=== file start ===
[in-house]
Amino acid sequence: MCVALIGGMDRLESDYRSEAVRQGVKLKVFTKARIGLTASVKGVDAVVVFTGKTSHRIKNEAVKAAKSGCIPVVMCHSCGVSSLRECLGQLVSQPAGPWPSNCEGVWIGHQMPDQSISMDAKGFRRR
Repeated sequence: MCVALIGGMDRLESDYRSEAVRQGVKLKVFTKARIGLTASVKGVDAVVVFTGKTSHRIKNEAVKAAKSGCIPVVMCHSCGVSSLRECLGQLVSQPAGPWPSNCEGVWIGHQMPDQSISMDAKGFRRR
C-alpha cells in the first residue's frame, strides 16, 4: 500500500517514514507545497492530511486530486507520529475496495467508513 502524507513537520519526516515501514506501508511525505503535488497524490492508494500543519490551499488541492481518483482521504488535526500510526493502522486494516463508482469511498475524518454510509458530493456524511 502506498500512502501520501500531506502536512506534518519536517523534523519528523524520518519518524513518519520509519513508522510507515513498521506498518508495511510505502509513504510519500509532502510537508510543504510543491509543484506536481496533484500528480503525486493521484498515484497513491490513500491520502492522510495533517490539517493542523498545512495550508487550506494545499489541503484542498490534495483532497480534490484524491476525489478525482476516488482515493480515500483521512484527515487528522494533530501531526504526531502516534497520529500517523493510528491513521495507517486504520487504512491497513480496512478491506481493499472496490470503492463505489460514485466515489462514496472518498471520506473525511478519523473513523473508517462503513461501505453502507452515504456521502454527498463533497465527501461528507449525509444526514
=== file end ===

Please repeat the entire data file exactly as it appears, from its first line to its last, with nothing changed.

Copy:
[in-house]
Amino acid sequence: MCVALIGGMDRLESDYRSEAVRQGVKLKVFTKARIGLTASVKGVDAVVVFTGKTSHRIKNEAVKAAKSGCIPVVMCHSCGVSSLRECLGQLVSQPAGPWPSNCEGVWIGHQMPDQSISMDAKGFRRR
Repeated sequence: MCVALIGGMDRLESDYRSEAVRQGVKLKVFTKARIGLTASVKGVDAVVVFTGKTSHRIKNEAVKAAKSGCIPVVMCHSCGVSSLRECLGQLVSQPAGPWPSNCEGVWIGHQMPDQSISMDAKGFRRR
C-alpha cells in the first residue's frame, strides 16, 4: 500500500517514514507545497492530511486530486507520529475496495467508513 502524507513537520519526516515501514506501508511525505503535488497524490492508494500543519490551499488541492481518483482521504488535526500510526493502522486494516463508482469511498475524518454510509458530493456524511 502506498500512502501520501500531506502536512506534518519536517523534523519528523524520518519518524513518519520509519513508522510507515513498521506498518508495511510505502509513504510519500509532502510537508510543504510543491509543484506536481496533484500528480503525486493521484498515484497513491490513500491520502492522510495533517490539517493542523498545512495550508487550506494545499489541503484542498490534495483532497480534490484524491476525489478525482476516488482515493480515500483521512484527515487528522494533530501531526504526531502516534497520529500517523493510528491513521495507517486504520487504512491497513480496512478491506481493499472496490470503492463505489460514485466515489462514496472518498471520506473525511478519523473513523473508517462503513461501505453502507452515504456521502454527498463533497465527501461528507449525509444526514